The ArchAndroid (Bad Boy)
Finally: An R&B singer with something interesting to say. For way too long, contemporary R&B has been in a creative free-fall with fans who are all too willing to accept stylistic clichés over actual soul, and stars who don’t offer much more than hyperactive stage extravaganzas, overwrought vocals, and inane lyrics. Enter Atlanta-based Janelle Monáe, who has her own freaky thing going on that’s completely beguiling.
For her first full-length CD—co-produced by Sean “Diddy” Combs, of all people—she’s chosen to create a science-fiction concept album about robots, inspired by Fritz Lang’s silent epic Metropolis. (“Suite I” of this tale composed her initial EP, also named Metropolis.) It’s completely over the top—but in creative ways. The album is intended to be listened to from start to finish like the rock operas of yore (take that, iTunes generation!), complete with symphonic overtures, interludes, and even backward masking (yes, there’s an LP version). Musically, it’s all over the map, from dancefloor grooves (“Dance or Die”) to feel-good pop (“Faster”), from R&B singles (“Locked Inside”) to nu-jazz epics (the nearly nine-minute-long “BaBopBye Ya”). The standout tune is “Tightrope,” a four-minute funky stomper that’s immediately catchy—complex yet fun. And despite the fact that Monáe can belt it out like certain other “divas,” she knows enough not to do it in every song—which reflects a refreshing sense of artistry over bombast. Spanning so many styles may cause a little consumer confusion, but ArchAndroid makes for a unified presentation, thematically linked by the concept of overcoming one’s minority status, whatever it may be; it’s an impressively ambitious debut.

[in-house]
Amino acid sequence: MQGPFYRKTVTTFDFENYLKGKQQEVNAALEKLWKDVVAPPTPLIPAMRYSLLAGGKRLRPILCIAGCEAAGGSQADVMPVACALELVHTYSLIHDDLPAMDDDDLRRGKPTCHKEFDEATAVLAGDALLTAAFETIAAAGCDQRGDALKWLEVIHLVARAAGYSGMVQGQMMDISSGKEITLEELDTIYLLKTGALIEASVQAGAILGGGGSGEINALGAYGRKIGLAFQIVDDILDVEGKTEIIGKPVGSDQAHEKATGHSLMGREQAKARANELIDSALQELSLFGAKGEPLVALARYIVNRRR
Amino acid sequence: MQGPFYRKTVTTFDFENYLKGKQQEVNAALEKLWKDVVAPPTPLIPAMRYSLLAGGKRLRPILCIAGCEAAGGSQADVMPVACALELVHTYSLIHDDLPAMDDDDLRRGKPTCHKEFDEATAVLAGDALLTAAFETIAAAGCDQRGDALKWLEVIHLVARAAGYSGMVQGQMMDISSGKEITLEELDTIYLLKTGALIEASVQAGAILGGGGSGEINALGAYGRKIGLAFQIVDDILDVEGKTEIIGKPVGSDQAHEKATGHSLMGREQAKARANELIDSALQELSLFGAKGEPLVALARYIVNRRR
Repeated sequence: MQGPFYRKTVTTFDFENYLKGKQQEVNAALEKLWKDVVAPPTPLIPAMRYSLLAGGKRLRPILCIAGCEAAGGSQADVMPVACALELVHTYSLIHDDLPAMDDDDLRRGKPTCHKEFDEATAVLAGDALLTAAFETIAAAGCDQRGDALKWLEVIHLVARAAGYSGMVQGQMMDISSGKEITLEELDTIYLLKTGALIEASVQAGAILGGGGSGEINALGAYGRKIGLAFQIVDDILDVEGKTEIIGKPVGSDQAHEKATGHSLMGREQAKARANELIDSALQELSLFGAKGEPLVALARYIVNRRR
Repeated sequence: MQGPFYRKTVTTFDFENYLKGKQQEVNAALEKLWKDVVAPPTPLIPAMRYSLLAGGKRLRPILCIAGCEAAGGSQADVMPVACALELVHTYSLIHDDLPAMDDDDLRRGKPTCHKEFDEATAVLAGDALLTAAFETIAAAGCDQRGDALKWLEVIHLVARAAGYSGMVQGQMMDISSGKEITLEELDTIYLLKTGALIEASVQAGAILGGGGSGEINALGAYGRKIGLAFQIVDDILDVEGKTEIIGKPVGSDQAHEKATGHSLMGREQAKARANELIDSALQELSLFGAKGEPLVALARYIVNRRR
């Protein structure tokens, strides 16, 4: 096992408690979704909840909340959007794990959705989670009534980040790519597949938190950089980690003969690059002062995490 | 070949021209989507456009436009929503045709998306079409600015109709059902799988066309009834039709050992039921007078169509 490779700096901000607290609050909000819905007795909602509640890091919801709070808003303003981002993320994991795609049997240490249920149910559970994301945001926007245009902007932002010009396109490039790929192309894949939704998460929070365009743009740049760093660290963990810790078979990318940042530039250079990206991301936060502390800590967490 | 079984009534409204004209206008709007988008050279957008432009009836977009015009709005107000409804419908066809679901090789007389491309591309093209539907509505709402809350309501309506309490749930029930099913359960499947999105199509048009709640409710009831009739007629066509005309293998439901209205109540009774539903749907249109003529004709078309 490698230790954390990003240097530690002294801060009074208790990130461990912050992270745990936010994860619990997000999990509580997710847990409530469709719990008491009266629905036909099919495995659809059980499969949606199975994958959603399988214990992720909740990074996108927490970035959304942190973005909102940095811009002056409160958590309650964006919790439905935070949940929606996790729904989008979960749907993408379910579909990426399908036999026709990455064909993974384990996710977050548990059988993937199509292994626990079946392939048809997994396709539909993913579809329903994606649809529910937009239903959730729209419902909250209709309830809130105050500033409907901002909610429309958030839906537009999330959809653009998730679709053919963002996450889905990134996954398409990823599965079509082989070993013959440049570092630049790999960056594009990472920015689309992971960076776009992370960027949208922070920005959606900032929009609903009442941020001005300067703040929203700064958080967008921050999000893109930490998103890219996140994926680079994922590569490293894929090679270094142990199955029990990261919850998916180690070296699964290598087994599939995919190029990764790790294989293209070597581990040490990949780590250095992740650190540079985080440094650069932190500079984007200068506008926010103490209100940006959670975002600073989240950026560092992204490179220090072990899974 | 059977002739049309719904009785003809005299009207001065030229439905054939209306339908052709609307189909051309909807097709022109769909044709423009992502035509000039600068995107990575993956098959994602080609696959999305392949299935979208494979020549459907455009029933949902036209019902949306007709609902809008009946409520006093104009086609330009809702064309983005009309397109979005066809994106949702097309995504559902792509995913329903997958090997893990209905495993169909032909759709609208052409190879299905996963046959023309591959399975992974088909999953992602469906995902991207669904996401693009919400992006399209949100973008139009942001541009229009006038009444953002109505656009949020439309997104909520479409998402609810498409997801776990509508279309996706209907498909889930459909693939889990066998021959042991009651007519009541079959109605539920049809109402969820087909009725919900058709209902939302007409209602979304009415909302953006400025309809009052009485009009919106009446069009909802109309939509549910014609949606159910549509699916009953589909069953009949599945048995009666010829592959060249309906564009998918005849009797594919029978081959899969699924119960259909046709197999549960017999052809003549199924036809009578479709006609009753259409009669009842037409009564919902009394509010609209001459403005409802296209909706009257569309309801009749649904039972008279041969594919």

One more thing: She’s a truly captivating live performer. Check YouTube for clips of her tearing apart the 2008 Afro-Punk Festival, Bonnaroo 2009, and even Late Night With David Letterman. She can do more with just a microphone stand and saddle shoes than Christina “Bionic” Aguilera can with an army of 30 back-up dancers, fireworks, and a lack of pants. Janelle Monáe is the real deal, just in time.